Earlier diagnosis of his lung cancer might have bought him some time to get his legal affairs in order, more time to enjoy his family, and more time period. In his case, the symptoms did not appear until six months before he died. His symptoms didn’t intensify until the last three months. The cough, loss of weight, fatigue, and other symptoms should have flagged him for a chest x-ray much sooner. His lack of lifestyle factors for developing lung cancer caused the doctors to ignore the real cause of his symptoms. They didn’t do their job.
What can cause lung cancer in a non-smoker?
According to research by the World Conference on Lung Cancer in Amsterdam , the main causes of lung cancer in non-smokers is environmental and work place factors.
#1: Radon gas is responsible for 20,000 deaths per year from lung cancer. Radon gas becomes concentrated in homes built over soil with uranium deposits. Radon gas cannot be detected except by a testing device. It has no odor nor can it be seen. Coal burning stoves are another source of lung cancer.
#2: Workplace air contamination includes many different chemicals, asbestos, diesel, silica, wood dust, metals such as aluminum, solvents, hair and nail chemicals, and even toner ink. Research in the UK proved that many printers, especially laser jet printers, emit nano bits of toner into the air around the printer. Installing new ink cartridges emits more toner. Only a small percentage of the thousands of chemicals used in the production of goods have been tested in relation to our health.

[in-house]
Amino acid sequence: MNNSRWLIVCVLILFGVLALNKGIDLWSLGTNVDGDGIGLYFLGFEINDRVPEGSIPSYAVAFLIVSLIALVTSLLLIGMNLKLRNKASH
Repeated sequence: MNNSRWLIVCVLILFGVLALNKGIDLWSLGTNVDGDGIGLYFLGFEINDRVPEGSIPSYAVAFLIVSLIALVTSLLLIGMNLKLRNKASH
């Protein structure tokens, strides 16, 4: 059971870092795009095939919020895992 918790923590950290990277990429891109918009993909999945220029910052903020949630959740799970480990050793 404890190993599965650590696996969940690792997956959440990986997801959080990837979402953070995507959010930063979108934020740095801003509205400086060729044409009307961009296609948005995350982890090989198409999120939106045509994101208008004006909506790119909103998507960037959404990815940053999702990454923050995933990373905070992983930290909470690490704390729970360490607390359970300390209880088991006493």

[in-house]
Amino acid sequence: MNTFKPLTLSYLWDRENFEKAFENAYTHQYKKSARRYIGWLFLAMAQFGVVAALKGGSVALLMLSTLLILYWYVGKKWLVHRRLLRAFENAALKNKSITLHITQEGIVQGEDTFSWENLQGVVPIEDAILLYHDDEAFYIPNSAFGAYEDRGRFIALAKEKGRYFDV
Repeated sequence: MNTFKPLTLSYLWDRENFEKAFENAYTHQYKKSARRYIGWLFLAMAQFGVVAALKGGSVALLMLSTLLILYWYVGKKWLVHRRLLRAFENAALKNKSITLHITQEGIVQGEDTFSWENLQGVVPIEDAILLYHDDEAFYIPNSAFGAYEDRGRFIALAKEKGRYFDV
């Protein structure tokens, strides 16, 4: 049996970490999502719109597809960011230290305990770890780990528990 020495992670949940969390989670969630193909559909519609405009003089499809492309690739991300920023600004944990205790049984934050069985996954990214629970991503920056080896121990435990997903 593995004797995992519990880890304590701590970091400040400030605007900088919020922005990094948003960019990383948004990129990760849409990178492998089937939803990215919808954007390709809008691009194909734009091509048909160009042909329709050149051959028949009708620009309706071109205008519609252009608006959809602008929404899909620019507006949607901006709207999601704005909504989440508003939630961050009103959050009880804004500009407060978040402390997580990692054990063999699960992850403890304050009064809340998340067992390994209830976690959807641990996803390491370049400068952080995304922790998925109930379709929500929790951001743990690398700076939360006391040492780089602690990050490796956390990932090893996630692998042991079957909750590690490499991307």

A: Printer Ink: Chronic exposure to newspaper ink seems to be associated with an increased risk of lung cancer, particularly if the ink used contains benzo[a]pyrene. One study done with over 9000 print workers in Manchester found that there is a 73% increased risk for lung cancer for those who have worked in a letterpress for 30 years or more, relative to those who worked for 20 years or less. I also found an article which provides a more comprehensive answer to your question. You can go to the following web address: www.inchem.org/documents/ia...s/iarc/vol65/printing.html. Go to section 5.2 of the article.
B. Paper Dust and Chemicals used in paper production: If you work in a paper mill, your chances of developing lung diseases including cancer are increased significantly.